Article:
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Is Texas redshirt TE Blake Whiteley ready to contribute?

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Without many other options, the native of Canada may have to play regardless.

Blake Whiteley will try to replace Geoff Swaim in 2015
Blake Whiteley will try to replace Geoff Swaim in 2015
Scott Sewell-USA TODAY Sports

After losing Geoff Swaim to graduation and MJ McFarland to a transfer, the Texas Longhorns need redshirt sophomore tight end Blake Whiteley to emerge as a contributor this season.

The consensus No. 1 junior college tight end used a redshirt season in 2014 after transferring from Arizona Western College. He'll now have a chance to earn the starting job, as there isn't much competition -- sophomore Andrew Beck mostly played at H-back last year and will likely remain a move blocker, while 2015 signee Devonaire Clarington faces questions about his ability to become eligible and his skill as a blocker after spending little time in the trenches as a prep player.

So Whiteley may end up being the in-line guy whether he's truly ready or not.

Swaim said early last fall that Whiteley was putting in the necessary work to succeed.

"He is a hard worker," said the blue-collar Swaim. "He has a good work ethic. He is a good guy to be around and he is the kind of guy you can rely upon. You know what you are going to get and you know that he is going to do the right thing."

But other than that offering from August, there weren't many updates on Whiteley's progress last fall, as is typical for most players taking a redshirt.

The path to Texas for Whiteley was an unusual one. A star at wide receiver in tight end at West Vancouver High School, Whiteley caught 76 passes for 1,228 yards and 18 touchdowns as a senior, but didn't receive much recruiting attention, a common problem for many Canadian football players.

So he opted to attend Arizona Western, where he caught only eight passes for 67 yards and two touchdowns, but was able to refine the blocking ability after spending most of his prep career as a pass catcher.

Since he was a full qualifier out of high school, he was able to transfer to Texas after only one year in Yuma before heading to Austin, leaving him four years to play three seasons, a major value-add for the Horns compared to most junior college prospects who have two or three years to play two seasons.

Whiteley pledged to Texas in early 2014 over offers from Arkansas, Virginia, Purdue, TCU, West Virginia, and others. An official visit to see the Razorbacks wasn't enough to convince him to head to Fayetteville over Austin, so he became the first commit of Charlie Strong's tenure as a Longhorn.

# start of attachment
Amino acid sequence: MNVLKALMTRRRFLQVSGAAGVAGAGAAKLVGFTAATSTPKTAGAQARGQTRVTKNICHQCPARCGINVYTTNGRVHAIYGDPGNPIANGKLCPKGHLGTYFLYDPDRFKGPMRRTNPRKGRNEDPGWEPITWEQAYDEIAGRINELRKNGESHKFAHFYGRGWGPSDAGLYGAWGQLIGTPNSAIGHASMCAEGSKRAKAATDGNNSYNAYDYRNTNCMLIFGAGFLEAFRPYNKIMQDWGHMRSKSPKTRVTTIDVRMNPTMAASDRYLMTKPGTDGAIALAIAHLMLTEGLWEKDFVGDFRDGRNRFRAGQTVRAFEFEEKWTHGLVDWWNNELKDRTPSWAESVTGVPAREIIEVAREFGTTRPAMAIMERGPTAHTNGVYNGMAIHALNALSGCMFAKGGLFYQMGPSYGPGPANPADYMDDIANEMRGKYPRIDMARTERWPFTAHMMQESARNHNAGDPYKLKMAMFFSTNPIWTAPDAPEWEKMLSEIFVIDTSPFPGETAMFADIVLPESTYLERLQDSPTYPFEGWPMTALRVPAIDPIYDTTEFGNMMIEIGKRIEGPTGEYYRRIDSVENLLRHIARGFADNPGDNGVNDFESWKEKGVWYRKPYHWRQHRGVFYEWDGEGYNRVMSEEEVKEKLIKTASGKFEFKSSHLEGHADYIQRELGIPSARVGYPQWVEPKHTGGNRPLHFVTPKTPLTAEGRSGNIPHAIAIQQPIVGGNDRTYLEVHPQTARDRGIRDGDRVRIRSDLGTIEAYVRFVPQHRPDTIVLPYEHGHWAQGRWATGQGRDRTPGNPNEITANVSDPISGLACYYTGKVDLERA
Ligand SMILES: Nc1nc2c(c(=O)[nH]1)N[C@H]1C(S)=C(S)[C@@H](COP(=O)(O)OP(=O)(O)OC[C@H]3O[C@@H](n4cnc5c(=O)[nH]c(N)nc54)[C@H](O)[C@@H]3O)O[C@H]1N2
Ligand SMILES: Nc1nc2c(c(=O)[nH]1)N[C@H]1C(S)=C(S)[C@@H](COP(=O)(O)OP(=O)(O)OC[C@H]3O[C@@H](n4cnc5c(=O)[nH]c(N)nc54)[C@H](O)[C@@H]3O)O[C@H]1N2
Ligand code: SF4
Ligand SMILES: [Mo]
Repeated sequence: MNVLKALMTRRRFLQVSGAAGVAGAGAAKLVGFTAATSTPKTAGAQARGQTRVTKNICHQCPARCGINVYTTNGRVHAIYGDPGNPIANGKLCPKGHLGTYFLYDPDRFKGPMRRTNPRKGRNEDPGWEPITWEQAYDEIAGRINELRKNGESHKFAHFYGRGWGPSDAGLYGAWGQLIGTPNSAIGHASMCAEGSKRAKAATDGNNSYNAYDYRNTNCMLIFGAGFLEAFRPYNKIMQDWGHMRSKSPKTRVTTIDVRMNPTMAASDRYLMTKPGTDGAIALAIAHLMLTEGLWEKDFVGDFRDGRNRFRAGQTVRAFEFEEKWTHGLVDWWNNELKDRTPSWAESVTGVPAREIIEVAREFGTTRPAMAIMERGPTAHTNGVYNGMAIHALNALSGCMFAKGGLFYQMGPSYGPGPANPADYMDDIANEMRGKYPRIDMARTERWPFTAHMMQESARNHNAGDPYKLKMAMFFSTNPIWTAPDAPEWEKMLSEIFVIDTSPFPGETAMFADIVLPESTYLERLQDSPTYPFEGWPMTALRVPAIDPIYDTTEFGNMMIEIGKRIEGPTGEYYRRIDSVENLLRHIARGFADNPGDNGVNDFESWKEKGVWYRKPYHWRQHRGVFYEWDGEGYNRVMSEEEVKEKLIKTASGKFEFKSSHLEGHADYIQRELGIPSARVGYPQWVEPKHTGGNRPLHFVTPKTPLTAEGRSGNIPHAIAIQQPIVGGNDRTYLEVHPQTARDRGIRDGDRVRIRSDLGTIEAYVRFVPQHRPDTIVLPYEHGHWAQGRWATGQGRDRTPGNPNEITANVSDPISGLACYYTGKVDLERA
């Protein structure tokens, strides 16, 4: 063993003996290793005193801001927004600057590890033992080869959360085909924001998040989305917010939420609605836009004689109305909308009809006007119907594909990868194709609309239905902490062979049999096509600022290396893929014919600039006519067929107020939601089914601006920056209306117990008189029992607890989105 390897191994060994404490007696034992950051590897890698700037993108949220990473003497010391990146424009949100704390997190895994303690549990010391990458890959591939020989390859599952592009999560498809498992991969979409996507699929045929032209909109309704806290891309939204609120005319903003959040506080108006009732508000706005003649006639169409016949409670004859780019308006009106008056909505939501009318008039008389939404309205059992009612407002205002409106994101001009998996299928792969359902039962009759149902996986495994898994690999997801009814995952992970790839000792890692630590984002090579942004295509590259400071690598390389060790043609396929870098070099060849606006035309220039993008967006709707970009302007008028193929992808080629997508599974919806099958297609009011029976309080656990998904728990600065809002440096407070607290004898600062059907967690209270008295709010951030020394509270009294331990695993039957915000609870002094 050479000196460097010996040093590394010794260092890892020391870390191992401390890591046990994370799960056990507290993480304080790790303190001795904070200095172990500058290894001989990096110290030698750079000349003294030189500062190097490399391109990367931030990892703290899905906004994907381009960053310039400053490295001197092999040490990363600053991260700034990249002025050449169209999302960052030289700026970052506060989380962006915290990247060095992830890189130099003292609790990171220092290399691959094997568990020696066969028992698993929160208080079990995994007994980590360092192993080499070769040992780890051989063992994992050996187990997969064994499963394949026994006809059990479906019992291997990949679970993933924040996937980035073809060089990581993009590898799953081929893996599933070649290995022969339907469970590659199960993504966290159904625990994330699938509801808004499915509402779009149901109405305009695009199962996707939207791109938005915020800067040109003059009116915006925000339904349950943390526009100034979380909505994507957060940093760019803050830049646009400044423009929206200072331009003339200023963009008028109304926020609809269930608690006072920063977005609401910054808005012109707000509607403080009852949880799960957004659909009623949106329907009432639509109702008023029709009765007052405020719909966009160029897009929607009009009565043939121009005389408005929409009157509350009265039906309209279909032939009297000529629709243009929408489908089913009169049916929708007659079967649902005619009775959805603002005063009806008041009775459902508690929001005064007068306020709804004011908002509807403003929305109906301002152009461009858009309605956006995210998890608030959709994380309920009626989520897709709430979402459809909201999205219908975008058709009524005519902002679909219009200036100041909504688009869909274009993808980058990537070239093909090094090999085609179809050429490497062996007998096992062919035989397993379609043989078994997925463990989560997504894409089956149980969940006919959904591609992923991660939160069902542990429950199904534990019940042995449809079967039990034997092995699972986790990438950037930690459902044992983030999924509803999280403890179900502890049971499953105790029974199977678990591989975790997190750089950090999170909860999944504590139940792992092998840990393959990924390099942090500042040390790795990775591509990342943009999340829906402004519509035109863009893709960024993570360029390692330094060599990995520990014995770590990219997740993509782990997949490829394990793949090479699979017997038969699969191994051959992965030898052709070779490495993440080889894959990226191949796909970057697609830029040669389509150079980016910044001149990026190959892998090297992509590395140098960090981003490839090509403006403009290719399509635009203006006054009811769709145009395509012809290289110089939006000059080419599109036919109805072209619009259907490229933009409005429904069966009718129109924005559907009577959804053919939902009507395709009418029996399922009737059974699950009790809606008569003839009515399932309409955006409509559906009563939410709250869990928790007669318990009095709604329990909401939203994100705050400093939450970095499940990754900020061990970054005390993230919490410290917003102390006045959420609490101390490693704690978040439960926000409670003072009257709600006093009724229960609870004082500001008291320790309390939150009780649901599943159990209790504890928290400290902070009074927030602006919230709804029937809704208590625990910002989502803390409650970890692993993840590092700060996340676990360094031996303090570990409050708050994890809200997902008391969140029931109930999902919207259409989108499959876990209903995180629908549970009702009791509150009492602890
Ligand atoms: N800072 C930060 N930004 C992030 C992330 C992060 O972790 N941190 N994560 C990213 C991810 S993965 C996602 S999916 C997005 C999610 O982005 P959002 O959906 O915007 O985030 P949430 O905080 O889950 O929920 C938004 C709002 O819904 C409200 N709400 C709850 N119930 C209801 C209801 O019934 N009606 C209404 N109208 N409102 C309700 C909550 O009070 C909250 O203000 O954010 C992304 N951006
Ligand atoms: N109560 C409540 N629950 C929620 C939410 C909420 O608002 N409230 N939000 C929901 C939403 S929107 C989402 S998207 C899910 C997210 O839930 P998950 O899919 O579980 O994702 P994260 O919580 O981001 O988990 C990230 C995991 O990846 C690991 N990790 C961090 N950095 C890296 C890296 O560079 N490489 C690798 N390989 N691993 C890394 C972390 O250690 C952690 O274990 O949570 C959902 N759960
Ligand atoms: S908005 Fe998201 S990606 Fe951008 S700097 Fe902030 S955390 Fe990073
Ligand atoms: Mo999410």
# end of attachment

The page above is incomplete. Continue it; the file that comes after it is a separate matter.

Running routes, Whiteley has body control that equals or betters his athleticism, allowing him to twist to make plays on the football. Equally impressive is his ability to catch outside the framework of his body, high-pointing the football when necessary and bending and diving to make plays on balls closer to the ground.

There's not a great deal of advanced route running or much after the catch ability, but that's not overly surprising given the position -- there are only a handful of tight ends in the world capable of making defenders miss on a consistent basis.

So, at the least, there is evidence of Whiteley showing skills that should help endear him to his quarterbacks at Texas.

Utilized often as a move blocker at Butte College, Swaim really had a chance to put some vicious hits on opponents with momentum already generated coming out of the backfield or moving across the formation, a fact that rather colors a viewing of Whiteley's film at Arizona Western, where the Canadian product is also a highly effective blocker, but from a mostly in-line position.

Whiteley may not be as versatile as the former Longhorn -- there's certainly no way from the Western film to tell, really -- but he is persistent enough with his leg drive and good enough with his hand placement to get his fair share of pancakes.

Even in-line though, it looks like Whiteley doesn't quite have the same roll as Swaim through the hips that helps produce his power, but Whiteley's also a year younger in the trenches a position that requires some hard work to develop the strength to root out defenders even at the junior-college level.

Other than Clarington, Texas hasn't landed a tight end prospect of Whiteley's caliber in some time. He's now had a year in the program to make the transition to college football and even if he doesn't become a seam threat in the passing game, merely having a competent in-line blocker would provide major value to the program.

As a result of the incredible need for an impact player at the position, Whiteley is one to watch when spring practice begins in late March.